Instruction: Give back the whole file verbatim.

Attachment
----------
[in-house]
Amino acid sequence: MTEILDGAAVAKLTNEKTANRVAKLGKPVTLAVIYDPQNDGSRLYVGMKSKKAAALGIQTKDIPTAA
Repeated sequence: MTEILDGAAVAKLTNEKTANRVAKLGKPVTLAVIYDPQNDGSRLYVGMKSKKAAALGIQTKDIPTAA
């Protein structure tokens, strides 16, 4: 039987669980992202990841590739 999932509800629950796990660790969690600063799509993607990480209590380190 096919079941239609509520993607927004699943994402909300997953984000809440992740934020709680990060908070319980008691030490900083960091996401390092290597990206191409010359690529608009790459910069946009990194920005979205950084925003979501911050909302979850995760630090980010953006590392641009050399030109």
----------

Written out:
[in-house]
Amino acid sequence: MTEILDGAAVAKLTNEKTANRVAKLGKPVTLAVIYDPQNDGSRLYVGMKSKKAAALGIQTKDIPTAA
Repeated sequence: MTEILDGAAVAKLTNEKTANRVAKLGKPVTLAVIYDPQNDGSRLYVGMKSKKAAALGIQTKDIPTAA
């Protein structure tokens, strides 16, 4: 039987669980992202990841590739 999932509800629950796990660790969690600063799509993607990480209590380190 096919079941239609509520993607927004699943994402909300997953984000809440992740934020709680990060908070319980008691030490900083960091996401390092290597990206191409010359690529608009790459910069946009990194920005979205950084925003979501911050909302979850995760630090980010953006590392641009050399030109």